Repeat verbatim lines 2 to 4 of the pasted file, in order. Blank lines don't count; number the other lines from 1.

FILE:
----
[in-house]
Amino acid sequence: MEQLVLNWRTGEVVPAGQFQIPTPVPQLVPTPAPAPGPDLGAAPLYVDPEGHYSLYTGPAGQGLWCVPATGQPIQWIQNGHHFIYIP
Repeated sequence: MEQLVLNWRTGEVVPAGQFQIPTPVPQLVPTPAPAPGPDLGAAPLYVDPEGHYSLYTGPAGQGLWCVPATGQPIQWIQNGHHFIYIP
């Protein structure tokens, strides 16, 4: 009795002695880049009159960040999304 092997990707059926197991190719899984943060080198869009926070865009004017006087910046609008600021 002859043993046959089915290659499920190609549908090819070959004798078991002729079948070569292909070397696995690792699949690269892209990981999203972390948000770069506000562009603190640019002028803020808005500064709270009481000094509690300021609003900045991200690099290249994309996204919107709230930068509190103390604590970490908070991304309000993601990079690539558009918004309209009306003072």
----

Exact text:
Amino acid sequence: MEQLVLNWRTGEVVPAGQFQIPTPVPQLVPTPAPAPGPDLGAAPLYVDPEGHYSLYTGPAGQGLWCVPATGQPIQWIQNGHHFIYIP
Repeated sequence: MEQLVLNWRTGEVVPAGQFQIPTPVPQLVPTPAPAPGPDLGAAPLYVDPEGHYSLYTGPAGQGLWCVPATGQPIQWIQNGHHFIYIP
């Protein structure tokens, strides 16, 4: 009795002695880049009159960040999304 092997990707059926197991190719899984943060080198869009926070865009004017006087910046609008600021 002859043993046959089915290659499920190609549908090819070959004798078991002729079948070569292909070397696995690792699949690269892209990981999203972390948000770069506000562009603190640019002028803020808005500064709270009481000094509690300021609003900045991200690099290249994309996204919107709230930068509190103390604590970490908070991304309000993601990079690539558009918004309209009306003072």